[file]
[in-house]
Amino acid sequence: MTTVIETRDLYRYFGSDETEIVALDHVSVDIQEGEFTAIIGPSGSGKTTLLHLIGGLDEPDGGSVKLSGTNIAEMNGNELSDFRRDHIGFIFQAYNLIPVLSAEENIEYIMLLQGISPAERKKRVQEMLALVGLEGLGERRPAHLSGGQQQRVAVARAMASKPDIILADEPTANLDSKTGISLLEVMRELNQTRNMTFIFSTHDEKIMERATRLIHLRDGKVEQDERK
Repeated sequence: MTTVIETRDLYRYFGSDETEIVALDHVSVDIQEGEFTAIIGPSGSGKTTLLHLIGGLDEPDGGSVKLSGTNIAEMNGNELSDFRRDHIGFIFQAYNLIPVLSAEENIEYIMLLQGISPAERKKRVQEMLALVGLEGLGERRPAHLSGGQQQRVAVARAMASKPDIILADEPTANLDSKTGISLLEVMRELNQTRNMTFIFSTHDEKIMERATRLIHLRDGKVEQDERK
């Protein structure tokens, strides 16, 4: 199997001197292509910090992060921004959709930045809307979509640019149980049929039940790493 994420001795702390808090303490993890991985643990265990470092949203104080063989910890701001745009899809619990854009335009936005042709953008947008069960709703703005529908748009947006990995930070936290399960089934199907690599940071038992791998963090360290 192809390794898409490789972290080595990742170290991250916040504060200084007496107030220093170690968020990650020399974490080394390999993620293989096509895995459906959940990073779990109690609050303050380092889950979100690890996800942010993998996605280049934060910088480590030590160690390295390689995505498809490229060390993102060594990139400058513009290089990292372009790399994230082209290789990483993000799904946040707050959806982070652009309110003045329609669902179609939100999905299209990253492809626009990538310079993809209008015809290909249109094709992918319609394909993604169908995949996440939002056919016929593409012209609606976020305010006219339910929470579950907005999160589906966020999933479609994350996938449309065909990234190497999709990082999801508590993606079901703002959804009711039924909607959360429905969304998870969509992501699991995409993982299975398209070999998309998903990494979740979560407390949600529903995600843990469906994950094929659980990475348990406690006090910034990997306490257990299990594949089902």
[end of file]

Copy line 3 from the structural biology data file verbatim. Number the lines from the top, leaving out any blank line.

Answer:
Repeated sequence: MTTVIETRDLYRYFGSDETEIVALDHVSVDIQEGEFTAIIGPSGSGKTTLLHLIGGLDEPDGGSVKLSGTNIAEMNGNELSDFRRDHIGFIFQAYNLIPVLSAEENIEYIMLLQGISPAERKKRVQEMLALVGLEGLGERRPAHLSGGQQQRVAVARAMASKPDIILADEPTANLDSKTGISLLEVMRELNQTRNMTFIFSTHDEKIMERATRLIHLRDGKVEQDERK